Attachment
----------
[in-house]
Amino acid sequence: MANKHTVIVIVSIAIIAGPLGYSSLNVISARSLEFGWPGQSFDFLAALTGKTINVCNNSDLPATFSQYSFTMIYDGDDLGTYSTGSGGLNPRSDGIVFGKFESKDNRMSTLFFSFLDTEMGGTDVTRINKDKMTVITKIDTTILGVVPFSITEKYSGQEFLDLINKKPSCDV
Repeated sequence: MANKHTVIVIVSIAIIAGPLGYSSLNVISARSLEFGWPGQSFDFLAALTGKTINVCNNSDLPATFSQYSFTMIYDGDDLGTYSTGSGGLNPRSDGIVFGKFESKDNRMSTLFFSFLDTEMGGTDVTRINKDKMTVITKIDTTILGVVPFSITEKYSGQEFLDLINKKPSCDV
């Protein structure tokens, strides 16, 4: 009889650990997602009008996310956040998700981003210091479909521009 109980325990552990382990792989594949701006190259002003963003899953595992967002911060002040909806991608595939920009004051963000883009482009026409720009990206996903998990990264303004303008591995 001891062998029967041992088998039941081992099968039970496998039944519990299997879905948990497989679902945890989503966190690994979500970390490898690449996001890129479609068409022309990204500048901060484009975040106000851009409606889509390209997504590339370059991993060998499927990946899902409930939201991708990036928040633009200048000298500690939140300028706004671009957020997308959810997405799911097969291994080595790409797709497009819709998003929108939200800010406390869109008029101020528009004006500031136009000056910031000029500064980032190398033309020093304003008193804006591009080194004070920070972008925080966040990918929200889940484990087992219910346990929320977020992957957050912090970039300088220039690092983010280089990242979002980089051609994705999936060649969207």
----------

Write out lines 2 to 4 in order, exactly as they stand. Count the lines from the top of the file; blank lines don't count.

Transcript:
Amino acid sequence: MANKHTVIVIVSIAIIAGPLGYSSLNVISARSLEFGWPGQSFDFLAALTGKTINVCNNSDLPATFSQYSFTMIYDGDDLGTYSTGSGGLNPRSDGIVFGKFESKDNRMSTLFFSFLDTEMGGTDVTRINKDKMTVITKIDTTILGVVPFSITEKYSGQEFLDLINKKPSCDV
Repeated sequence: MANKHTVIVIVSIAIIAGPLGYSSLNVISARSLEFGWPGQSFDFLAALTGKTINVCNNSDLPATFSQYSFTMIYDGDDLGTYSTGSGGLNPRSDGIVFGKFESKDNRMSTLFFSFLDTEMGGTDVTRINKDKMTVITKIDTTILGVVPFSITEKYSGQEFLDLINKKPSCDV
């Protein structure tokens, strides 16, 4: 009889650990997602009008996310956040998700981003210091479909521009 109980325990552990382990792989594949701006190259002003963003899953595992967002911060002040909806991608595939920009004051963000883009482009026409720009990206996903998990990264303004303008591995 001891062998029967041992088998039941081992099968039970496998039944519990299997879905948990497989679902945890989503966190690994979500970390490898690449996001890129479609068409022309990204500048901060484009975040106000851009409606889509390209997504590339370059991993060998499927990946899902409930939201991708990036928040633009200048000298500690939140300028706004671009957020997308959810997405799911097969291994080595790409797709497009819709998003929108939200800010406390869109008029101020528009004006500031136009000056910031000029500064980032190398033309020093304003008193804006591009080194004070920070972008925080966040990918929200889940484990087992219910346990929320977020992957957050912090970039300088220039690092983010280089990242979002980089051609994705999936060649969207």